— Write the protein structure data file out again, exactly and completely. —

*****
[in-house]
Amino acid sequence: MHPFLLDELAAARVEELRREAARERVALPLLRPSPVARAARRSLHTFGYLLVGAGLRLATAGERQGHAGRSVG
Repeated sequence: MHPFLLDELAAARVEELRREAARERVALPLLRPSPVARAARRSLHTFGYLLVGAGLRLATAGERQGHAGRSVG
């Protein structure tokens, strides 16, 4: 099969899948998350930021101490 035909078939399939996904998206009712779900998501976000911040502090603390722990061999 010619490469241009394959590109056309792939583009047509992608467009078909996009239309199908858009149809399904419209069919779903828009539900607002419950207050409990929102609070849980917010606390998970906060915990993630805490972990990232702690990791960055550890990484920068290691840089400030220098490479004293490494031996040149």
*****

[in-house]
Amino acid sequence: MHPFLLDELAAARVEELRREAARERVALPLLRPSPVARAARRSLHTFGYLLVGAGLRLATAGERQGHAGRSVG
Repeated sequence: MHPFLLDELAAARVEELRREAARERVALPLLRPSPVARAARRSLHTFGYLLVGAGLRLATAGERQGHAGRSVG
């Protein structure tokens, strides 16, 4: 099969899948998350930021101490 035909078939399939996904998206009712779900998501976000911040502090603390722990061999 010619490469241009394959590109056309792939583009047509992608467009078909996009239309199908858009149809399904419209069919779903828009539900607002419950207050409990929102609070849980917010606390998970906060915990993630805490972990990232702690990791960055550890990484920068290691840089400030220098490479004293490494031996040149």